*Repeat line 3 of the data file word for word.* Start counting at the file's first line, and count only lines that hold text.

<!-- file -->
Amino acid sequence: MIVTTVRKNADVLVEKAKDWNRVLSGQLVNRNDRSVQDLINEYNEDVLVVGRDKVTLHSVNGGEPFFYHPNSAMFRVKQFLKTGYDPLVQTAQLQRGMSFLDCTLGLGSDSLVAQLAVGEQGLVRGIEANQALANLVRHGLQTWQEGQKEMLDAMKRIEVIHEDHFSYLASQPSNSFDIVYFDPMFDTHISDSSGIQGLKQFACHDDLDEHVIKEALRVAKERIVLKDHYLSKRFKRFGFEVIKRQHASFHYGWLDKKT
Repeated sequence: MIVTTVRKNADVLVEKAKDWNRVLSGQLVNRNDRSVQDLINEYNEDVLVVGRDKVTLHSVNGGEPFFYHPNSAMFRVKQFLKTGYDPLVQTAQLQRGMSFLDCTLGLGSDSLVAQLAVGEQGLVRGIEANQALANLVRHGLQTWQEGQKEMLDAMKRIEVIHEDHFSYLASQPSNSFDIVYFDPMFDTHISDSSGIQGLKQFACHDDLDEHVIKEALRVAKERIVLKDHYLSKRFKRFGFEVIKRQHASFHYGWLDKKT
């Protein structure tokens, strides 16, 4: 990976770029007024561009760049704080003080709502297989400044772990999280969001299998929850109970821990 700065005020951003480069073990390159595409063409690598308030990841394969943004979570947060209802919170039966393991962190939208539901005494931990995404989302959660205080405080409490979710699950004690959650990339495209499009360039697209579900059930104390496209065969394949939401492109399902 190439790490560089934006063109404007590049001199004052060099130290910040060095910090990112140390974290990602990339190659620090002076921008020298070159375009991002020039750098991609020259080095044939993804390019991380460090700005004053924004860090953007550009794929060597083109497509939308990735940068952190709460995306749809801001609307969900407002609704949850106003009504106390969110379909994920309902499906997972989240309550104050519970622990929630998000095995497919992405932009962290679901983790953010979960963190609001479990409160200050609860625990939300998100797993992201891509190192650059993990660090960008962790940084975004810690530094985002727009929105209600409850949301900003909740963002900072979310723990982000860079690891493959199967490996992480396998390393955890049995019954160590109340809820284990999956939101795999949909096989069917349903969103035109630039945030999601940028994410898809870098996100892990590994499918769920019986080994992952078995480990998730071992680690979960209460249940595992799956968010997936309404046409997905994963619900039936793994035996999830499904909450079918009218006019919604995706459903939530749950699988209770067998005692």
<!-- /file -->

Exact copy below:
């Protein structure tokens, strides 16, 4: 990976770029007024561009760049704080003080709502297989400044772990999280969001299998929850109970821990 700065005020951003480069073990390159595409063409690598308030990841394969943004979570947060209802919170039966393991962190939208539901005494931990995404989302959660205080405080409490979710699950004690959650990339495209499009360039697209579900059930104390496209065969394949939401492109399902 190439790490560089934006063109404007590049001199004052060099130290910040060095910090990112140390974290990602990339190659620090002076921008020298070159375009991002020039750098991609020259080095044939993804390019991380460090700005004053924004860090953007550009794929060597083109497509939308990735940068952190709460995306749809801001609307969900407002609704949850106003009504106390969110379909994920309902499906997972989240309550104050519970622990929630998000095995497919992405932009962290679901983790953010979960963190609001479990409160200050609860625990939300998100797993992201891509190192650059993990660090960008962790940084975004810690530094985002727009929105209600409850949301900003909740963002900072979310723990982000860079690891493959199967490996992480396998390393955890049995019954160590109340809820284990999956939101795999949909096989069917349903969103035109630039945030999601940028994410898809870098996100892990590994499918769920019986080994992952078995480990998730071992680690979960209460249940595992799956968010997936309404046409997905994963619900039936793994035996999830499904909450079918009218006019919604995706459903939530749950699988209770067998005692």